ORM – Ir
Orm (Danish for serpent), is a Copenhagen-based quarted consisting of Simon Sonne Andersen (guitars, vocals, production), Theis Wilmer Poulsen (guitars, vocals), Troels Cort Nielsen (bass) and Adam Schønemann (drums), formed in 2015, who immediately following formation independently released a debut EP, "Serpent Mother", followed by a debut eponymous full length, two years later, already on Interdisciplinarian which they are signed with to date, including this, the subject of this review.
Whereas the debut was a collection of several compositions, "Ir" consists of just two 20 minute+ symphonies. According to Orm’s mainman, Simon Sonne Andersen, who expertly and flawlessly produced the album, orm is "a long, cold and boneless beast that slithers in the abyss", his characteristics interestingly akin to the Biblical Serpent also called The Adversary and The Slanderer, as well as The Dragon (Revelation 12:9). Of course, like the Danish Orm, the Biblical Dragon is neither a literal dragon or a literal serpent but figuratively a beast of fierce, ferocious qualities. He is powerful, ferocious, pitiless, merciless, dangerous, and deadly. Howbeit, whereas in the Bible he is a fierce enemy of mankind, in the Andersen’s fable he is a necessary agent of balance in the Universe. With such a compelling concept we can and do expect a fitting magnifiscent musical frame and, indeed, we are not disappointed.
"Klippens Lyse Hal", the more ferocious of the two tracks, combines the best of Enslaved and Extol with fierce, almost death metal riffing, whereby relentless extremity haunts you for over 10 minutes, but, if you can stomach it (and I love it!), at a 10:50 mark you’re rewarded with a gorgeous melody, the following varied structure and change of pace recalling early Opeth yet surprisingly understated with a trumpet, whereby a clearly Dimmu Borgir-ian marriage of melody and power ensues, but with a definite progressive twist, Adam Schønemann’s excellent drumming giving way to a very Iron Maiden-ic end. Again, although you’ll certainly appreciate the fabulous melodies, the strong impression is of being hit by a speeding train after someone carried your bed onto the train tracks overnight for a very rude if a brief, awakening. Or could you rather have been eaten by a giant serpent?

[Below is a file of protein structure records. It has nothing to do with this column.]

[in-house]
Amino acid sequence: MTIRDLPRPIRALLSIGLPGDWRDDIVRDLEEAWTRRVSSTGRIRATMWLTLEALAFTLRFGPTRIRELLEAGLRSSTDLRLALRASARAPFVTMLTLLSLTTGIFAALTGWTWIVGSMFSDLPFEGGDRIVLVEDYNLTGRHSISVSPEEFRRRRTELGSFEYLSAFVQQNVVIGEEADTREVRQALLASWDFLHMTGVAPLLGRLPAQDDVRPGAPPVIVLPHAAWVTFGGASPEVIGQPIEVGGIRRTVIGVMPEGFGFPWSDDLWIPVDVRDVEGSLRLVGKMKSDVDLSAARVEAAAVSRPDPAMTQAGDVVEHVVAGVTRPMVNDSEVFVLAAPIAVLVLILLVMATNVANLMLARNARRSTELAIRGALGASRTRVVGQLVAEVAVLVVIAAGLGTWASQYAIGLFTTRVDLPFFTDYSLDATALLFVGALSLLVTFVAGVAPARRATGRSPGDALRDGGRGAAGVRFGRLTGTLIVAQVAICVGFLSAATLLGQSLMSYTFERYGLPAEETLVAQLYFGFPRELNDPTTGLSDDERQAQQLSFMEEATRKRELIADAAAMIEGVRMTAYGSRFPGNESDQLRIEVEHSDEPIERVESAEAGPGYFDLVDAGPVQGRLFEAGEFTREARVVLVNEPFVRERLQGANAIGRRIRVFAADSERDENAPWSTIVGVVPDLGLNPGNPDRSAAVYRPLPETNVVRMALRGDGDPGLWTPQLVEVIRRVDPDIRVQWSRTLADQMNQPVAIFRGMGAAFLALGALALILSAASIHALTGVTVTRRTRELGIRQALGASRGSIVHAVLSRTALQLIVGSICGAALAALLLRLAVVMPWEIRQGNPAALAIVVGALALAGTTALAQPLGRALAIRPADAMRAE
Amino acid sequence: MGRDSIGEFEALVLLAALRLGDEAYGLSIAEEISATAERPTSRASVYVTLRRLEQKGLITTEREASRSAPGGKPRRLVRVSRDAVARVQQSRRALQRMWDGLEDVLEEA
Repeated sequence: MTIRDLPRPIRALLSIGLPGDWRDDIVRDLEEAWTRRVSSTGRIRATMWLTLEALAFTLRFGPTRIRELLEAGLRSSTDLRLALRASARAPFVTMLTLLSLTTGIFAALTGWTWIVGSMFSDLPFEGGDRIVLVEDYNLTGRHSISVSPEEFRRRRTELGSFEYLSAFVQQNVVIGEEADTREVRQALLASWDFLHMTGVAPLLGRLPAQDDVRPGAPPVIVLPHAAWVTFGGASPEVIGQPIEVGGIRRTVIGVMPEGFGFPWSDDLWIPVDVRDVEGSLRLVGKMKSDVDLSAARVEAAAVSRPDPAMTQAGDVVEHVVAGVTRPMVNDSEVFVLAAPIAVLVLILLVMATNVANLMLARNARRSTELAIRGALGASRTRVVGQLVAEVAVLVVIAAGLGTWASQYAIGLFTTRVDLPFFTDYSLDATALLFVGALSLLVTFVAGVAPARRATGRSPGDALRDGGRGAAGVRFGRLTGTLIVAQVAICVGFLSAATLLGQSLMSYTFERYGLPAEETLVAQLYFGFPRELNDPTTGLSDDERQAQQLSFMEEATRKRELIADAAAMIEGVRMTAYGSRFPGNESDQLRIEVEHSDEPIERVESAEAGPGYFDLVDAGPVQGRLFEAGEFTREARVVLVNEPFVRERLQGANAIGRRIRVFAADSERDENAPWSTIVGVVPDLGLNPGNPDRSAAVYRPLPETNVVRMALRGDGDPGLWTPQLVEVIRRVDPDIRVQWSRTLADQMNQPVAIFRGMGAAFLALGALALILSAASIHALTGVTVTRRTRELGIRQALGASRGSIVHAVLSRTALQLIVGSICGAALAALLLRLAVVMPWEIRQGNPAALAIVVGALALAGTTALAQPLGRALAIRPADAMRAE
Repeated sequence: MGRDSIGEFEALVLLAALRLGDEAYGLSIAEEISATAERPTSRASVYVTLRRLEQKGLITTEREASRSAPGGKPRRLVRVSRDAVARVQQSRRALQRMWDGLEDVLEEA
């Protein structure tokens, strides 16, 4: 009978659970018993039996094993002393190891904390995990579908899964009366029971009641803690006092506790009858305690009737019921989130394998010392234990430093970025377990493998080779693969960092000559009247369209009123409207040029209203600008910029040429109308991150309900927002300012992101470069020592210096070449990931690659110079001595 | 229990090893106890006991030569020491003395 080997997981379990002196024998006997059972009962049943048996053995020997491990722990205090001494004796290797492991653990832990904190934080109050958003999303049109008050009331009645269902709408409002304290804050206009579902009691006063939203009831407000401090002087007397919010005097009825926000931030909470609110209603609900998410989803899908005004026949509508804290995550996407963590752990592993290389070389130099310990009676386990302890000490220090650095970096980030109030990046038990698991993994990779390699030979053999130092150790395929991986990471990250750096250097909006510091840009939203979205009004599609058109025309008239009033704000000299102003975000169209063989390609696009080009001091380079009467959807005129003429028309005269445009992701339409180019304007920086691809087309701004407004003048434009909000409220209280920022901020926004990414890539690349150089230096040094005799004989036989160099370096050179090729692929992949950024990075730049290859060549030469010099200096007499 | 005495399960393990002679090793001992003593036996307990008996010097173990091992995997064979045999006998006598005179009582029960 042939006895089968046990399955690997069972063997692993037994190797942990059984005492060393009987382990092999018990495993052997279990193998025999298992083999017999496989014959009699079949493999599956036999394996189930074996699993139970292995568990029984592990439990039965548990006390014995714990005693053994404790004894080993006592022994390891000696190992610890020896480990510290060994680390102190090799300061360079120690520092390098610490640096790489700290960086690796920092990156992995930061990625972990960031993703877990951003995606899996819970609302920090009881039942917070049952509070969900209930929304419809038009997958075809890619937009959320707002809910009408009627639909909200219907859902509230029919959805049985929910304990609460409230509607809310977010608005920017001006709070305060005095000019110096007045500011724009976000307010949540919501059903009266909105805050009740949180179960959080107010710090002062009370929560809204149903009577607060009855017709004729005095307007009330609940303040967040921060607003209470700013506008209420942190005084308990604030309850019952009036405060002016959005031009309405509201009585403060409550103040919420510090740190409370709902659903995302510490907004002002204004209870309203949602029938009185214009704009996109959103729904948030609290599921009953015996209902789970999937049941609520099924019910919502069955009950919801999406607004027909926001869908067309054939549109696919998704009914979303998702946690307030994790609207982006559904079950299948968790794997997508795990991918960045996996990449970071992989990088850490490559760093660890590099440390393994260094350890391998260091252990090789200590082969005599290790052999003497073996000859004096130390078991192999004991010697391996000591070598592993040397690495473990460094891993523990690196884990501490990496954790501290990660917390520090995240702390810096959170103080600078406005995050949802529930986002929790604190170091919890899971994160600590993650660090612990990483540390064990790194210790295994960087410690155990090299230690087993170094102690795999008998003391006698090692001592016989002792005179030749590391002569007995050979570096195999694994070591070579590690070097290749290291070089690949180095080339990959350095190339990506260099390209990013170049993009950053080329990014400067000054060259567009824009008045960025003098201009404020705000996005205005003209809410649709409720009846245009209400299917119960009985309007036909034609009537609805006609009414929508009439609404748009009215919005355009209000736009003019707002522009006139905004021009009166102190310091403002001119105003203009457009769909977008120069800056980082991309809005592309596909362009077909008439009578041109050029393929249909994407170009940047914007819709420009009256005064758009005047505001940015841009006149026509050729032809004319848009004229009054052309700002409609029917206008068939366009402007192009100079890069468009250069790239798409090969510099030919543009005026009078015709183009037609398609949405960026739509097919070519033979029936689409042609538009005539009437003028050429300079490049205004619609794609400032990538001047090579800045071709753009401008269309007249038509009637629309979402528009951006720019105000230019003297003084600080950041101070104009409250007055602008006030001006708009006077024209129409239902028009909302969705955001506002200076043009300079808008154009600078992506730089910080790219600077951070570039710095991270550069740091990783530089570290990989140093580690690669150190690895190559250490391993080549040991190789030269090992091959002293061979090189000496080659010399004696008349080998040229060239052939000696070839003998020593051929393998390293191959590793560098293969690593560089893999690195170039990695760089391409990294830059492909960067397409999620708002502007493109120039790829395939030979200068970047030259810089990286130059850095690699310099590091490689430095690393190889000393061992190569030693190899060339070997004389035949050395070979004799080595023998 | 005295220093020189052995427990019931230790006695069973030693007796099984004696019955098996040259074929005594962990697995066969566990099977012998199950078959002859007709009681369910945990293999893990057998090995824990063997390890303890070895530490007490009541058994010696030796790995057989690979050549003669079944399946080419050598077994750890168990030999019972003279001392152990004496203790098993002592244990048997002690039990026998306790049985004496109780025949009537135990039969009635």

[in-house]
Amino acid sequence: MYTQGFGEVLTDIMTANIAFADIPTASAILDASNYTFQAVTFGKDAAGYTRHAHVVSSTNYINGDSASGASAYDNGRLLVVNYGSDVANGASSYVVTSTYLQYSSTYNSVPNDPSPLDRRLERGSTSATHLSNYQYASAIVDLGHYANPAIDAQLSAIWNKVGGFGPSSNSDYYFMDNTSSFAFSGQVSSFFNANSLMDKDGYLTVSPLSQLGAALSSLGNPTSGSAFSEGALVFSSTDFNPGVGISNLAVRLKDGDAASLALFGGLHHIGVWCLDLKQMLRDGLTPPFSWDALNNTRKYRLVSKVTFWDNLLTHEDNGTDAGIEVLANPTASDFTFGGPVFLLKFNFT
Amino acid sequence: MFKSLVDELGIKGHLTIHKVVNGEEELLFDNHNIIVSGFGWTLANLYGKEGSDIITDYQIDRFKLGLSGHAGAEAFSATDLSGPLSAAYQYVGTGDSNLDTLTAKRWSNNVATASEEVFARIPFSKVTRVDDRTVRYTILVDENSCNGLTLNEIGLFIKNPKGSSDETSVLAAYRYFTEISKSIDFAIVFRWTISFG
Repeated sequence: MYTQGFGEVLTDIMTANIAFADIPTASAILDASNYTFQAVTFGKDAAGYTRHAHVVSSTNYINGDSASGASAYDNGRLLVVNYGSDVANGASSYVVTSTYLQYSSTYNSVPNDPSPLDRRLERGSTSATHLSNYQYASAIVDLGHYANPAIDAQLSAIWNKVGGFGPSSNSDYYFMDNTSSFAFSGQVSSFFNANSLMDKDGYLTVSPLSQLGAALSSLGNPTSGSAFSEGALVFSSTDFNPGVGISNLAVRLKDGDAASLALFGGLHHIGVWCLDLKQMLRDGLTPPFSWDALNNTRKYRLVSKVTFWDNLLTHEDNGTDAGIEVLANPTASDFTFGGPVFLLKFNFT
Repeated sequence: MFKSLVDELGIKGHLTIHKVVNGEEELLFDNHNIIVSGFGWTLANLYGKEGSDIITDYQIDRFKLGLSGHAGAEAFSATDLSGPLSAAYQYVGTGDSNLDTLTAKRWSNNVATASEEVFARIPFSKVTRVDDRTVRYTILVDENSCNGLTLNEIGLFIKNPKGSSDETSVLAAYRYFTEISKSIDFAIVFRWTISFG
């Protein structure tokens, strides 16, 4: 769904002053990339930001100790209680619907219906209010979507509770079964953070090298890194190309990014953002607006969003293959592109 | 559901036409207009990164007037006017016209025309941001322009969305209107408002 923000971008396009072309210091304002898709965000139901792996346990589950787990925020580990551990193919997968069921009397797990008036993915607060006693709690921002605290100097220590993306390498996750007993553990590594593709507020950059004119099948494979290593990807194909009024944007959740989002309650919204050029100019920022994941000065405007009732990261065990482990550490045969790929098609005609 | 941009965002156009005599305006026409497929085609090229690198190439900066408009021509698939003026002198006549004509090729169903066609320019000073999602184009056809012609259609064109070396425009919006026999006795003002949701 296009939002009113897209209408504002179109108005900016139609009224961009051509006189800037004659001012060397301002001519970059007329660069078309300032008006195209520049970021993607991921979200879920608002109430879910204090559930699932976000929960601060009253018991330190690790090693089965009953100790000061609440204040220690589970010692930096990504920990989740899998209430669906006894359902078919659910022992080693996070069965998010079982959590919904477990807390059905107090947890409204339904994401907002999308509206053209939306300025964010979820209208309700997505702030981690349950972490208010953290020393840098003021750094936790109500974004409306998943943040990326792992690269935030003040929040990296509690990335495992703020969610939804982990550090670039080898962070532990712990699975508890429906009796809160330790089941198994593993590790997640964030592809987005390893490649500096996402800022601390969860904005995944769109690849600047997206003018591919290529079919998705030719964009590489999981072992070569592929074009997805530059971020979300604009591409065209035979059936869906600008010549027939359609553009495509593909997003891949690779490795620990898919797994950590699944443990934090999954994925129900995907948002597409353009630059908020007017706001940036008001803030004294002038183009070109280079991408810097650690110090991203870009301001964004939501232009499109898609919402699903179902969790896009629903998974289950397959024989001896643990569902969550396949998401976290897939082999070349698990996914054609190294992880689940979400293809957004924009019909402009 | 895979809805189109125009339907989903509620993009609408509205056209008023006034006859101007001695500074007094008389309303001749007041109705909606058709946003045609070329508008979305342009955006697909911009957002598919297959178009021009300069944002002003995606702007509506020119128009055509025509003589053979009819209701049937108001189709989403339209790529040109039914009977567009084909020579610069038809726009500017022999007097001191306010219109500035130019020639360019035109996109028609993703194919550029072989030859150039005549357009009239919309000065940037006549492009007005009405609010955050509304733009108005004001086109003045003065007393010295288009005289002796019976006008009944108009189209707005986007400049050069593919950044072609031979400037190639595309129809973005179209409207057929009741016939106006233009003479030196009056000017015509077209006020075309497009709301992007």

"Bær Solen Ud", on the other hand, takes its time unraveling in an ancient Opeth-ian baroque gorgeous acoustic fashion until the doom power chords resembling Pink Floyd’s "Dark Side Of The Moon" usher in a very chaotic almost Emperor-ic prowess, whereby we are back under that train but now accompanied even more distinctly by Dissection and Enslaved. At around 9 minute mark Orm gets briefly more atmospheric, gradually growing into almost dissonant doom for an excellent old Amorphis/Extol-ic melody then slower "The Jester Race/Whoracle" In Flames, the finale very romantic long and dreamy then doomy, almost funeral if definitely hopeful, which recalls recent Mournful Congregation, whereby "Ir" tastefully and memorably recedes into the dark recesses of the human mind from which it came.
There’s but one minor flaw in this otherwise fantastic album – some of the transitions seem to call for a natural division between more than two tracks, so as to lose the impression of a one long track. Then again, perhaps this is exactly what the Orm intended, both in design and in the listener’s reception?
Placing itself at the 2nd place in my 2019 Top 5, only behind Eternal Storm and relegating Isole to a 3rd place, Orm created a fantastic album in "Ir", equally devastating as it is memorable and melodically appealing. It comes very recommended for those who demand more from modern extreme metal.